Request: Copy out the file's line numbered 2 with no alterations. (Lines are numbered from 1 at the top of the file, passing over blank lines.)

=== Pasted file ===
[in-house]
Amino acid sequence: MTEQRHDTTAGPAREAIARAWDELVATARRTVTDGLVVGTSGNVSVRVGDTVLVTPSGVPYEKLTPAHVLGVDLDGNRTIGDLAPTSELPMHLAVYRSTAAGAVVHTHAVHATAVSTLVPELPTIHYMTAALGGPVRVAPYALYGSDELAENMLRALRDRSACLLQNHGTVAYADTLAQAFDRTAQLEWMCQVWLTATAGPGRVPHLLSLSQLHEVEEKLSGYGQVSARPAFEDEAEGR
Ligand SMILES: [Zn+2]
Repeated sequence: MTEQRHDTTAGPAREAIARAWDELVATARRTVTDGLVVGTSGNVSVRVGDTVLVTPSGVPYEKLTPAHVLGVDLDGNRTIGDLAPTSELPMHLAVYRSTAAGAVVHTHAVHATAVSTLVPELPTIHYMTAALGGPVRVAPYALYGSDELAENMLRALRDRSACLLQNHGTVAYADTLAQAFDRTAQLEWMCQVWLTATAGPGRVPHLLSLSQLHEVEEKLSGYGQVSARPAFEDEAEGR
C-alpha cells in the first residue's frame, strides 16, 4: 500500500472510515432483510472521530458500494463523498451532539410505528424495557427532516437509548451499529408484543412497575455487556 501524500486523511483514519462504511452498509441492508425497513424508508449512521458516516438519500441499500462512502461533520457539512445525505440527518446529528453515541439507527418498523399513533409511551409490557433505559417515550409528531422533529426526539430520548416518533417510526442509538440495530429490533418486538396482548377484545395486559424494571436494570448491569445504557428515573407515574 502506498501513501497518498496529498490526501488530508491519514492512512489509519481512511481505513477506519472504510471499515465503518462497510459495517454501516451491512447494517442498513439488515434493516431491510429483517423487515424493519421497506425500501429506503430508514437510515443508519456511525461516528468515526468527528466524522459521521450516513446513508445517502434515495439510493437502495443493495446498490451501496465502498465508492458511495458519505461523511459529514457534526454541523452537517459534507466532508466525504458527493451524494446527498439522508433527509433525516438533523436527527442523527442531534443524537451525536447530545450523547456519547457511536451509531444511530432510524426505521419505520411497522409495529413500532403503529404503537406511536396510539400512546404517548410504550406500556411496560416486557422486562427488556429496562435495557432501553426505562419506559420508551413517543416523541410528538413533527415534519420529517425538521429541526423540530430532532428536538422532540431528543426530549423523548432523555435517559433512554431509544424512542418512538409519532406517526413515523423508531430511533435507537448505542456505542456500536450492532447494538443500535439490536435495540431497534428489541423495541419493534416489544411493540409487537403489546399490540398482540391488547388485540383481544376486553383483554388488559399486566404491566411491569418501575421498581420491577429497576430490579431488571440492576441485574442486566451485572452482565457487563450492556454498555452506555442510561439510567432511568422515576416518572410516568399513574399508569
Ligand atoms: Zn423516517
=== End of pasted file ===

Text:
Amino acid sequence: MTEQRHDTTAGPAREAIARAWDELVATARRTVTDGLVVGTSGNVSVRVGDTVLVTPSGVPYEKLTPAHVLGVDLDGNRTIGDLAPTSELPMHLAVYRSTAAGAVVHTHAVHATAVSTLVPELPTIHYMTAALGGPVRVAPYALYGSDELAENMLRALRDRSACLLQNHGTVAYADTLAQAFDRTAQLEWMCQVWLTATAGPGRVPHLLSLSQLHEVEEKLSGYGQVSARPAFEDEAEGR